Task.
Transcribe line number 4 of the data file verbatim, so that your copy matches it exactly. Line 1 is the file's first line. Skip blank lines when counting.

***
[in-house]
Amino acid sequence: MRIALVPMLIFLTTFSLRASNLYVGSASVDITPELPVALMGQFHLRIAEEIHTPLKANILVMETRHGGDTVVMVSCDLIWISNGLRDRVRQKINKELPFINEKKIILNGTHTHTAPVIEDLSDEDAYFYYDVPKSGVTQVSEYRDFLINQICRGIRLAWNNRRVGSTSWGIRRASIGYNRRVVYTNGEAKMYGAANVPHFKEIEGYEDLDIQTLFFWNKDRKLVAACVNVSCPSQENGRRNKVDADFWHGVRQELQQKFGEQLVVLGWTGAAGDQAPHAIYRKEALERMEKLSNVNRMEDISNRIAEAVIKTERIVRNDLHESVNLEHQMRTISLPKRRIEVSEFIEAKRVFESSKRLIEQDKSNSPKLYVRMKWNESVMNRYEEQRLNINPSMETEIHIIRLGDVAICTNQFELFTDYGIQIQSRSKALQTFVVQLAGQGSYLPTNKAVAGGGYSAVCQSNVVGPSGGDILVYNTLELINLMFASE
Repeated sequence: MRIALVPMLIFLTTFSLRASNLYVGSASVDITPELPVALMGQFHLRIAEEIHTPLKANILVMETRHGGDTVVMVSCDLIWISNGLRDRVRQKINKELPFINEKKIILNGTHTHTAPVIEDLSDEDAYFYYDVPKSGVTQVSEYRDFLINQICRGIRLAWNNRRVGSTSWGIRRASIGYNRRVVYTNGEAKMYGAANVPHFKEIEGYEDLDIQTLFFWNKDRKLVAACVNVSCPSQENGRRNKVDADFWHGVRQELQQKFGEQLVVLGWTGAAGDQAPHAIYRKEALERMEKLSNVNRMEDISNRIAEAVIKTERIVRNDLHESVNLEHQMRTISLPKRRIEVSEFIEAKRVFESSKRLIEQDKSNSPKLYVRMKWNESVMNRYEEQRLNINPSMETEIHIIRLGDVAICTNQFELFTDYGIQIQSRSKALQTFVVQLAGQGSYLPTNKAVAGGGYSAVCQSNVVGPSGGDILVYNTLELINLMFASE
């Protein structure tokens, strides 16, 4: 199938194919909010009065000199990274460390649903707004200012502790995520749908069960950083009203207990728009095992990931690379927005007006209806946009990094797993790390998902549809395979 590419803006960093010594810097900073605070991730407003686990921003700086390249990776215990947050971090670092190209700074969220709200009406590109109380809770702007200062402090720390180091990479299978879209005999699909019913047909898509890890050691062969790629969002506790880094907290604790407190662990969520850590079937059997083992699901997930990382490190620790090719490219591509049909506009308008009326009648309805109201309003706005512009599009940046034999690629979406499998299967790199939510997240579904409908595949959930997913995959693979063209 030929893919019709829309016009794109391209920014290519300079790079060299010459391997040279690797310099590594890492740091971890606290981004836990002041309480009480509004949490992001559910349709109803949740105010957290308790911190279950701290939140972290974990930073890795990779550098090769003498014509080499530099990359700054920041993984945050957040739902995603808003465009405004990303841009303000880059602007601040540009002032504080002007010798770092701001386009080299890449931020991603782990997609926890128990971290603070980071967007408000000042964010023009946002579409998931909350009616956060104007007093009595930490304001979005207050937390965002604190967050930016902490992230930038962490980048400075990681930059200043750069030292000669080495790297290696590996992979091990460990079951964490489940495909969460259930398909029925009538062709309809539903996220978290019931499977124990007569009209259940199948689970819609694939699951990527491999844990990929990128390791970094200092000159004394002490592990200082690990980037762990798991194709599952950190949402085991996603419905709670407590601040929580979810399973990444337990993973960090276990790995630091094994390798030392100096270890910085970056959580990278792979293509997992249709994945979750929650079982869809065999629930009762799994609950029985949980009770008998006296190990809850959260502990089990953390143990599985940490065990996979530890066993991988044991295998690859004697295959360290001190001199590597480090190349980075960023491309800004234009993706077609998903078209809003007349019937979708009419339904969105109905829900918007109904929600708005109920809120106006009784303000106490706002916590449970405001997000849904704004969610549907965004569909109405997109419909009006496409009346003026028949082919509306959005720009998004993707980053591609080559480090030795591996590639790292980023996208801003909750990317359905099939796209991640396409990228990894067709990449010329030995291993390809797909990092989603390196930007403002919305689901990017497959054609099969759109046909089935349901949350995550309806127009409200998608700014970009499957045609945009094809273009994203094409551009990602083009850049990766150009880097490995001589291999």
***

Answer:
């Protein structure tokens, strides 16, 4: 199938194919909010009065000199990274460390649903707004200012502790995520749908069960950083009203207990728009095992990931690379927005007006209806946009990094797993790390998902549809395979 590419803006960093010594810097900073605070991730407003686990921003700086390249990776215990947050971090670092190209700074969220709200009406590109109380809770702007200062402090720390180091990479299978879209005999699909019913047909898509890890050691062969790629969002506790880094907290604790407190662990969520850590079937059997083992699901997930990382490190620790090719490219591509049909506009308008009326009648309805109201309003706005512009599009940046034999690629979406499998299967790199939510997240579904409908595949959930997913995959693979063209 030929893919019709829309016009794109391209920014290519300079790079060299010459391997040279690797310099590594890492740091971890606290981004836990002041309480009480509004949490992001559910349709109803949740105010957290308790911190279950701290939140972290974990930073890795990779550098090769003498014509080499530099990359700054920041993984945050957040739902995603808003465009405004990303841009303000880059602007601040540009002032504080002007010798770092701001386009080299890449931020991603782990997609926890128990971290603070980071967007408000000042964010023009946002579409998931909350009616956060104007007093009595930490304001979005207050937390965002604190967050930016902490992230930038962490980048400075990681930059200043750069030292000669080495790297290696590996992979091990460990079951964490489940495909969460259930398909029925009538062709309809539903996220978290019931499977124990007569009209259940199948689970819609694939699951990527491999844990990929990128390791970094200092000159004394002490592990200082690990980037762990798991194709599952950190949402085991996603419905709670407590601040929580979810399973990444337990993973960090276990790995630091094994390798030392100096270890910085970056959580990278792979293509997992249709994945979750929650079982869809065999629930009762799994609950029985949980009770008998006296190990809850959260502990089990953390143990599985940490065990996979530890066993991988044991295998690859004697295959360290001190001199590597480090190349980075960023491309800004234009993706077609998903078209809003007349019937979708009419339904969105109905829900918007109904929600708005109920809120106006009784303000106490706002916590449970405001997000849904704004969610549907965004569909109405997109419909009006496409009346003026028949082919509306959005720009998004993707980053591609080559480090030795591996590639790292980023996208801003909750990317359905099939796209991640396409990228990894067709990449010329030995291993390809797909990092989603390196930007403002919305689901990017497959054609099969759109046909089935349901949350995550309806127009409200998608700014970009499957045609945009094809273009994203094409551009990602083009850049990766150009880097490995001589291999």